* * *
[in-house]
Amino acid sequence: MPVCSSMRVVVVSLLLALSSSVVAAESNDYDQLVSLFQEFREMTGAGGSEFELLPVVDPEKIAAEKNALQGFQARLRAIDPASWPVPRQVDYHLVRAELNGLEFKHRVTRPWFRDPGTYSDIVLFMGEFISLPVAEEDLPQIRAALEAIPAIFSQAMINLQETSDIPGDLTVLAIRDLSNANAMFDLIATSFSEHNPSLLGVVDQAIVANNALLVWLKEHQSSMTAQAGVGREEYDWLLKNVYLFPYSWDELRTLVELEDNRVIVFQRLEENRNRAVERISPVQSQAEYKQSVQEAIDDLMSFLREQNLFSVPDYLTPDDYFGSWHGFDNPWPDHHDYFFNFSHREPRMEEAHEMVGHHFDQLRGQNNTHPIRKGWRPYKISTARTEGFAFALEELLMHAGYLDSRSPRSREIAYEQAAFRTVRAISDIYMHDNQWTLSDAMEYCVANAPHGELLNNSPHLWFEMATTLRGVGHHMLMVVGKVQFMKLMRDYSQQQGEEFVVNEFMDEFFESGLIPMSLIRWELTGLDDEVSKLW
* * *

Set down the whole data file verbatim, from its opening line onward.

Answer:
[in-house]
Amino acid sequence: MPVCSSMRVVVVSLLLALSSSVVAAESNDYDQLVSLFQEFREMTGAGGSEFELLPVVDPEKIAAEKNALQGFQARLRAIDPASWPVPRQVDYHLVRAELNGLEFKHRVTRPWFRDPGTYSDIVLFMGEFISLPVAEEDLPQIRAALEAIPAIFSQAMINLQETSDIPGDLTVLAIRDLSNANAMFDLIATSFSEHNPSLLGVVDQAIVANNALLVWLKEHQSSMTAQAGVGREEYDWLLKNVYLFPYSWDELRTLVELEDNRVIVFQRLEENRNRAVERISPVQSQAEYKQSVQEAIDDLMSFLREQNLFSVPDYLTPDDYFGSWHGFDNPWPDHHDYFFNFSHREPRMEEAHEMVGHHFDQLRGQNNTHPIRKGWRPYKISTARTEGFAFALEELLMHAGYLDSRSPRSREIAYEQAAFRTVRAISDIYMHDNQWTLSDAMEYCVANAPHGELLNNSPHLWFEMATTLRGVGHHMLMVVGKVQFMKLMRDYSQQQGEEFVVNEFMDEFFESGLIPMSLIRWELTGLDDEVSKLW